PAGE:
The National Episcopal Conference of the Congo has said that CENI’s results don’t correspond to the data collected by its 40,000-strong observation mission at polling and counting stations. While the Catholic body, known as CENCO, hasn’t publicly announced who it thinks won the election, its findings indicate Fayulu garnered the most votes, Western diplomats and government officials have said.

Scope for action constrained

If Fayulu’s legal complaint is unsuccessful and Tshisekedi is sworn in as Congo’s next president, his scope for independent action will be severely constrained. Officials in Kabila’s ruling coalition said they have taken a comfortable majority in the 500-member National Assembly, despite the poor performance of their presidential nominee.

Read also: Elections and unrest: Africa’s main hotspots in 2019

The Common Front for Congo, or FCC, won more than 350 seats, Adam Chalwe, a national secretary for Kabila’s political party – the largest within the group – said by phone from Kinshasa on Saturday, while Communications Minister Lambert Mende put the figure at 300-350 elected lawmakers. In addition to the FCC retaining control over which laws get passed, the constitution obliges the president to choose a prime minister from the ranks of the parliamentary majority. The head of government is empowered to countersign presidential decrees nominating key personnel such as judges, senior military officers and state-owned company bosses.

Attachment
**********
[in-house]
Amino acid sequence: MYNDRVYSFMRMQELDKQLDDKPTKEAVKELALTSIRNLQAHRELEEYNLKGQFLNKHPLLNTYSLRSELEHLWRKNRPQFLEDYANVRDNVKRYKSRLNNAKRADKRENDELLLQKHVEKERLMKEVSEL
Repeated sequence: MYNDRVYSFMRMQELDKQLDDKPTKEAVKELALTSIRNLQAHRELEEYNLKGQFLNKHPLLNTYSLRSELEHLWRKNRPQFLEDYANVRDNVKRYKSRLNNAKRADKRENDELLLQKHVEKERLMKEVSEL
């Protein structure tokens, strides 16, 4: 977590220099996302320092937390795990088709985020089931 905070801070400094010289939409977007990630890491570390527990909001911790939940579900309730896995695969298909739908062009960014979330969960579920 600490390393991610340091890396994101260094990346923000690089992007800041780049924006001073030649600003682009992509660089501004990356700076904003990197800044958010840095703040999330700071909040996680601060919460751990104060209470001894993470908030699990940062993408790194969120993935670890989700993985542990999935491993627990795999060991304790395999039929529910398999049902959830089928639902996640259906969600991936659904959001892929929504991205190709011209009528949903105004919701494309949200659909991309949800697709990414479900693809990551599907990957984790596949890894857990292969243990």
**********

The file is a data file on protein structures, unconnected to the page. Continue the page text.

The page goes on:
The electoral commission announced the results of the parliamentary election in the early hours of Saturday but hasn’t yet published the list of successful candidates. Tshisekedi’s coalition won around 50 seats and Fayulu’s alliance secured about 80, Mende said.

Inevitable period of cohabitation

Congo is heading for an “inevitable period of cohabitation” between the movements led by Tshisekedi and Kabila, Infrastructure Minister Thomas Luhaka, who is an FCC member, told Bloomberg in an interview on Friday.

Fayulu accuses Tshisekedi of having sealed a secret agreement with Kabila in order to obtain the presidency – a charge the president elect’s camp strongly denies.

CENI and the government have rebuked CENCO both disputing the accuracy of its claims and accusing the institution of overstepping its responsibilities in a manner which risks causing an uprising. “We now have a president elect,” CENI President Corneille Nangaa told the United Nation Security Council on Friday via video link from Kinshasa, saying the incoming administration “must be supported by the international community.”

CENCO President Marcel Utembi, the archbishop of Kisangani, called on the Security Council to ask the electoral commission to release the tally sheets from the individual polling stations “to take away doubts and pacify spirits.” UN ambassadors from the US, Germany, Belgium and UK, as well as a statement by the European Union, also encouraged CENI to release more information about its results. Representatives of South Africa, Russia and China said CENI’s decision must be respected.

Making public local-level results to anyone other than the Constitutional Court would violate Congolese law, Nangaa said.